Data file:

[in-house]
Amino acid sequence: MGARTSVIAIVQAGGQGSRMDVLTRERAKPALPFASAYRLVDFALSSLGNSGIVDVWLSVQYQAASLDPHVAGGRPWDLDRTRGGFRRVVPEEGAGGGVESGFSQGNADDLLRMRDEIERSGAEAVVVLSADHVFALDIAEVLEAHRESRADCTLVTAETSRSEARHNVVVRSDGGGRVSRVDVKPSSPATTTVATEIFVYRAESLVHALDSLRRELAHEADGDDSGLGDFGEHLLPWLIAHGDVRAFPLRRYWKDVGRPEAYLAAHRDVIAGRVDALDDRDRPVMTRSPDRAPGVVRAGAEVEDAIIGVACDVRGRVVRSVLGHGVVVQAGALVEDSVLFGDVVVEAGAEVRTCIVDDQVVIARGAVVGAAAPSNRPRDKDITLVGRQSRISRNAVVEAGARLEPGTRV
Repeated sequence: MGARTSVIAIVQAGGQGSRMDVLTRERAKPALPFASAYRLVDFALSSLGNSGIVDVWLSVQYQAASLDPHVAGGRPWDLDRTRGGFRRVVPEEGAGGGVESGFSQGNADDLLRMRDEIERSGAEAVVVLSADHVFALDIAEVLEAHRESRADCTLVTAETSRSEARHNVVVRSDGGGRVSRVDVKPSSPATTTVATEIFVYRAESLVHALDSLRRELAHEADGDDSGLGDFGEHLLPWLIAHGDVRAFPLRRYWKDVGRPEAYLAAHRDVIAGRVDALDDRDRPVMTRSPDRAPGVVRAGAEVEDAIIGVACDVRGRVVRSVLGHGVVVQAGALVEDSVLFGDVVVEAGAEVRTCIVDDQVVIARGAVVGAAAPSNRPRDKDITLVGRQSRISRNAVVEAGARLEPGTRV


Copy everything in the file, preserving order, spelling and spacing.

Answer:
[in-house]
Amino acid sequence: MGARTSVIAIVQAGGQGSRMDVLTRERAKPALPFASAYRLVDFALSSLGNSGIVDVWLSVQYQAASLDPHVAGGRPWDLDRTRGGFRRVVPEEGAGGGVESGFSQGNADDLLRMRDEIERSGAEAVVVLSADHVFALDIAEVLEAHRESRADCTLVTAETSRSEARHNVVVRSDGGGRVSRVDVKPSSPATTTVATEIFVYRAESLVHALDSLRRELAHEADGDDSGLGDFGEHLLPWLIAHGDVRAFPLRRYWKDVGRPEAYLAAHRDVIAGRVDALDDRDRPVMTRSPDRAPGVVRAGAEVEDAIIGVACDVRGRVVRSVLGHGVVVQAGALVEDSVLFGDVVVEAGAEVRTCIVDDQVVIARGAVVGAAAPSNRPRDKDITLVGRQSRISRNAVVEAGARLEPGTRV
Repeated sequence: MGARTSVIAIVQAGGQGSRMDVLTRERAKPALPFASAYRLVDFALSSLGNSGIVDVWLSVQYQAASLDPHVAGGRPWDLDRTRGGFRRVVPEEGAGGGVESGFSQGNADDLLRMRDEIERSGAEAVVVLSADHVFALDIAEVLEAHRESRADCTLVTAETSRSEARHNVVVRSDGGGRVSRVDVKPSSPATTTVATEIFVYRAESLVHALDSLRRELAHEADGDDSGLGDFGEHLLPWLIAHGDVRAFPLRRYWKDVGRPEAYLAAHRDVIAGRVDALDDRDRPVMTRSPDRAPGVVRAGAEVEDAIIGVACDVRGRVVRSVLGHGVVVQAGALVEDSVLFGDVVVEAGAEVRTCIVDDQVVIARGAVVGAAAPSNRPRDKDITLVGRQSRISRNAVVEAGARLEPGTRV